This memorial for Dag Hammarskjöld and his 1961 Decolonisation Program for West Papua explores a complex global story of two unique UN peace-keeping undertakings in 1961 organised by the UN Secretary-General in the midst of the Cold War. The first inserted a UN peace-keeping military force into the Congo to de-escalate conflict over the new state’s mineral resources. The second was designed to deliver the West Papuans their right of self-determination and prevent Indonesia invading the Non-Self-Governing Territory of Dutch New Guinea. What was the outcome? First, the Secretary-General lost his life. Second, the new state of Congo nose-dived from democracy to authoritarianism. Third, the Non-Self-Governing Territory of Dutch New Guinea (West Papua) was passed to Indonesia, an Asian state on the verge of political and economic collapse. These three stories are told together during this seminar 'West Papua's return to the UN: fulfilling the legacy of UN Sec-General Hammarskjöld'.
'We fought in the Jungle: my guerrilla struggle in New Guinea in the Second World War' is the English translation of em>Vij Vochten in het bos a WWII memoir by Sergeant Maurits Christiaan Kokkelink, which was published in Amsterdam in 1956 but never reprinted, and was found in a second-hand bookstore in Ljouwert, capital of the far northern province of Friesland.
This legal paper affirms that States have a responsibility to protect all those within their territory; that third States have a right and obligation to complain of wrongful acts committed by a sovereign State; and finally, that sovereignty comes under question where a people within a sovereign state are subject to alien subjugation or serious violations of their human rights. The 24,000 word paper (100 x A5 pages) is downloadable (below) and can be quoted providing the usual creditations are incorporated.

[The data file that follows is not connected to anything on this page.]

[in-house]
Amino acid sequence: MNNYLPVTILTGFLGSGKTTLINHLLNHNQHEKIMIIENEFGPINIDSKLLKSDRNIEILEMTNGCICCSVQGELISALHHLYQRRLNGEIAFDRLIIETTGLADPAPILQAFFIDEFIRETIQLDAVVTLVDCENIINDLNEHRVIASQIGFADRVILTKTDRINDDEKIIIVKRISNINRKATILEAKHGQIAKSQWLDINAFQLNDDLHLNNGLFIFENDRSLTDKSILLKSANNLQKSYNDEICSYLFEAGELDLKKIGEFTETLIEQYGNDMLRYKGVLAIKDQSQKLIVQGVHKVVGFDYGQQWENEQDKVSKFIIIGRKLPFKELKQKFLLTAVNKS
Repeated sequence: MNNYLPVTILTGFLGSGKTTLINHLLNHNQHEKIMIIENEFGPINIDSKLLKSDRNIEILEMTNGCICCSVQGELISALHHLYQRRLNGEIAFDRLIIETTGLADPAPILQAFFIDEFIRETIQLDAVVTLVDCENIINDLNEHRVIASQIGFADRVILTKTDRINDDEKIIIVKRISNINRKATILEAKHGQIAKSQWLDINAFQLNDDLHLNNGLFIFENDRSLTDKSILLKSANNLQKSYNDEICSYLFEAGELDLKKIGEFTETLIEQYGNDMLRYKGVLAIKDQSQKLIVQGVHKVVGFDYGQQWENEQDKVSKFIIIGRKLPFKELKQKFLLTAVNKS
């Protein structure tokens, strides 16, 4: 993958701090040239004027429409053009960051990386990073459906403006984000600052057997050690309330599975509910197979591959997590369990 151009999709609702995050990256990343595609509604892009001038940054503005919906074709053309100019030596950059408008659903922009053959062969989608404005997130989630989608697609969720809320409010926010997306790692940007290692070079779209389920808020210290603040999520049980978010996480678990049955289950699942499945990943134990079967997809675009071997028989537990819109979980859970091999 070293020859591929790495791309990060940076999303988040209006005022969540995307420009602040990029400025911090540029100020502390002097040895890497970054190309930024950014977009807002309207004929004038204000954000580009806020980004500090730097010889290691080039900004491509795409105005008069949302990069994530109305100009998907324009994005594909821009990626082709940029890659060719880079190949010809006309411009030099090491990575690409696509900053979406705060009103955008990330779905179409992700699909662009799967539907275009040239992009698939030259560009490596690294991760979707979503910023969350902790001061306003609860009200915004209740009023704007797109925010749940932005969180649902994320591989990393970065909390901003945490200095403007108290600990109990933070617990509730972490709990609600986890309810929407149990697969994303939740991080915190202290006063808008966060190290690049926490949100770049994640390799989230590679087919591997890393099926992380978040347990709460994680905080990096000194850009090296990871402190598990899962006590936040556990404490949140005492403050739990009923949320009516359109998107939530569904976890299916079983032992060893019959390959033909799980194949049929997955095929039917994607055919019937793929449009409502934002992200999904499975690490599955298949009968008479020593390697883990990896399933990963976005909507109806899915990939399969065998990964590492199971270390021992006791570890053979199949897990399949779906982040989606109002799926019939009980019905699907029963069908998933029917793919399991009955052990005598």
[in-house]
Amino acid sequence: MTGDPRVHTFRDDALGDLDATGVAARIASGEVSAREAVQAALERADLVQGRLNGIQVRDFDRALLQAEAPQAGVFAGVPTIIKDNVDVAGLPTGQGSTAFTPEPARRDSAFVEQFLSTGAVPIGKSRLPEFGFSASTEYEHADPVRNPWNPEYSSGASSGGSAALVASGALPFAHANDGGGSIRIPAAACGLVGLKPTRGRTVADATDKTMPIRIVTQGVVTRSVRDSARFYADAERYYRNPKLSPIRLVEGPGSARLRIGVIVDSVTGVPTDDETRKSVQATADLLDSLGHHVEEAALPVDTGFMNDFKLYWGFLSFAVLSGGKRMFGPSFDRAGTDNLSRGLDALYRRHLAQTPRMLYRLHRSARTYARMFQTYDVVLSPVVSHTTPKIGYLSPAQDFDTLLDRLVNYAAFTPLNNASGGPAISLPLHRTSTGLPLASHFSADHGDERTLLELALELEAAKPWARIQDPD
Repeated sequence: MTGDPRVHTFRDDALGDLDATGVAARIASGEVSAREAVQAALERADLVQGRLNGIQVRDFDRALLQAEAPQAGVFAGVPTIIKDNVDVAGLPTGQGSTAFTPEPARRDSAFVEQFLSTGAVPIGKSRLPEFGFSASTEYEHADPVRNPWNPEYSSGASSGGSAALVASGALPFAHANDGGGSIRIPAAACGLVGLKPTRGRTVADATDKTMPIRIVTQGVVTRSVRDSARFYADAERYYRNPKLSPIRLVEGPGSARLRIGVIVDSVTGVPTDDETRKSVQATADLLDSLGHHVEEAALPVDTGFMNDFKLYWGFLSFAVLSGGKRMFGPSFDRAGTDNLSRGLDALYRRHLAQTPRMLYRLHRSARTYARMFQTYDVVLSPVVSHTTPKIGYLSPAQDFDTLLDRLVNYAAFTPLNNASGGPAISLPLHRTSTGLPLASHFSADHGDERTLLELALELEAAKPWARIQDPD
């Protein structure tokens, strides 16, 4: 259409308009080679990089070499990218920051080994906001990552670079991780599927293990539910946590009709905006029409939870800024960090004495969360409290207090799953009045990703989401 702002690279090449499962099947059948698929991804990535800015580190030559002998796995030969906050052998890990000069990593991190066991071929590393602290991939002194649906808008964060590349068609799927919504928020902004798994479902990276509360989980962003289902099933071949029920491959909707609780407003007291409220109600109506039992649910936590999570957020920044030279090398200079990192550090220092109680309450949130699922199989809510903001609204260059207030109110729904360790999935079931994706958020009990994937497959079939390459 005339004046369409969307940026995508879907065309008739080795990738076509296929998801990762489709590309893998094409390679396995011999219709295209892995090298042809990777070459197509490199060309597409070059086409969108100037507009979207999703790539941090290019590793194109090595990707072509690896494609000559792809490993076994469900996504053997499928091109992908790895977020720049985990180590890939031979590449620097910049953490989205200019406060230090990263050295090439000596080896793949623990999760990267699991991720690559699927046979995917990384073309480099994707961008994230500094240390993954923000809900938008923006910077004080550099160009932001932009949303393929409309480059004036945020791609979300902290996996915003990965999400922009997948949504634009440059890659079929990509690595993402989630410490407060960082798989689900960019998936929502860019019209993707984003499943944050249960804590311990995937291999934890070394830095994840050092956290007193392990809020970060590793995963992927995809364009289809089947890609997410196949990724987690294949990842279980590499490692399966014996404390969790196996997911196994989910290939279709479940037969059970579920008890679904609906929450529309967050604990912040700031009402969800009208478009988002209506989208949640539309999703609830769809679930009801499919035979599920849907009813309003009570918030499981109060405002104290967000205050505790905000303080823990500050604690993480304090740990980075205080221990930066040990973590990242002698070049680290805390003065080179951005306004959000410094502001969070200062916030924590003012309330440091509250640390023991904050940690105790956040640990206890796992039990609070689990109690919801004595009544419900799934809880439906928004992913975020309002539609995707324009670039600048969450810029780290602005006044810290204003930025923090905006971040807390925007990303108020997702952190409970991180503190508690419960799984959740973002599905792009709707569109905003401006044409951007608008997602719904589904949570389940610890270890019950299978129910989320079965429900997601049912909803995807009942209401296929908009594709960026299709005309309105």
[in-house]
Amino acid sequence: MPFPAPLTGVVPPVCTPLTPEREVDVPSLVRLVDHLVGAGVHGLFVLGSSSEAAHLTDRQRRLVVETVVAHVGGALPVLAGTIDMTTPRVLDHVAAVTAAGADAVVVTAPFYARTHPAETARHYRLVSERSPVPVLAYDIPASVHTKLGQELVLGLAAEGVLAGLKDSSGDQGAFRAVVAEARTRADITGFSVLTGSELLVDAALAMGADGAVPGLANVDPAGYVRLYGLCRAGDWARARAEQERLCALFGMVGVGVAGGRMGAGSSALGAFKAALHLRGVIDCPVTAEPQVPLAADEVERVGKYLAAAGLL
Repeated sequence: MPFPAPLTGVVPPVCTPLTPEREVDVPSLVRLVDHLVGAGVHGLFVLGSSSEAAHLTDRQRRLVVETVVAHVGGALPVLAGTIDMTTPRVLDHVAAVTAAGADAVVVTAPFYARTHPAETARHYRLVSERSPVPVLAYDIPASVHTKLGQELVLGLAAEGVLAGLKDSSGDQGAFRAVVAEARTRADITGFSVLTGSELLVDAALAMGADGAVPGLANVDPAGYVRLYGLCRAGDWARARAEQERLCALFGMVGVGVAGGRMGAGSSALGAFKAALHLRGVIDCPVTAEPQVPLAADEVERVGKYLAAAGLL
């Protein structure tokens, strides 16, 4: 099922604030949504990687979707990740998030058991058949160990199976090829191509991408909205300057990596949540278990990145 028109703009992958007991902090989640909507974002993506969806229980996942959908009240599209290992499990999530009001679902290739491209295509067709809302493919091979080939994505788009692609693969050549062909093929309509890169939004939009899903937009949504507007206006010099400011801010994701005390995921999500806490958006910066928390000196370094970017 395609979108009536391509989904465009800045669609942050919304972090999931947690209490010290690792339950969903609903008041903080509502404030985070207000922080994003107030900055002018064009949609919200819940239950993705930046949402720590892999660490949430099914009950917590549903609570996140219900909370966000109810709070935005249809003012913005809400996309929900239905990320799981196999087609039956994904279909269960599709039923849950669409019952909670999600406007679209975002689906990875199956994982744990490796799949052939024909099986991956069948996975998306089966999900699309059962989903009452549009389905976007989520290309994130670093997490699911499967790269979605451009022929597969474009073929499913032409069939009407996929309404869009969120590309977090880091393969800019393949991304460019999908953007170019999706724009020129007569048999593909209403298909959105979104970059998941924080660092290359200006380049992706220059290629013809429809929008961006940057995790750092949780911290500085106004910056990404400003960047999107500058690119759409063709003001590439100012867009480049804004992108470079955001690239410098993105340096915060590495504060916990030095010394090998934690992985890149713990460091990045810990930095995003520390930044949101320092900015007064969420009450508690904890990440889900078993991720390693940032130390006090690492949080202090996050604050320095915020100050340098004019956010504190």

This book traces the shift in international law during the twentieth century from states' rights to people's rights, and how the norms of jus cogens (rules that cannot be derogated from) have broadened to include self-determination, genocide, slavery, torture, murder and the disappearance of individuals. It brings together all the UN resolutions, and principles, and rules that have been applied, or ignored, in the case of West Papua’s occupation, and analyses the relationship between occupied West Papua and international law. The booklet (160 x A5 pages) is downloadable (below) and can be quoted from providing the usual creditations are incorporated.
On 19 October, Prokorus [normally spelt Forkorus] Yaboisembut was elected President
of West Papua, and the evangelist Edison G. Waromi was elected Prime Minister.
Following the elections, Prokorus Yaboisembut read out the Declaration of a new
state—the Federal State of West Papua, the symbol of the state—the Mambruk Bird, the
currency—the guilder, the national anthem—Hai Tanahku Papua, the national
languages—Pidgin, Indonesian Malay, Papuan languages, and English, and the
The Declaration stated: “On this day, 19 October 2011, we proclaim the full
independence and sovereignty of our state, and therefore the State of Indonesia must
speedily end its occupation of Papua. All components of the leadership elected at the
Third Papuan People's Congress shall immediately discuss the basic principles of the
State of West Papua”.
In this five-thousand word paper for the 2001 Festival of Ideas in Adelaide, Jacob Rumbiak examines three international agreements and three Indonesian regulations, via which over-rode Dutch-funded self-determination policies and projects, and the West Papuans right to be consulted, and independence, were consciously ignored.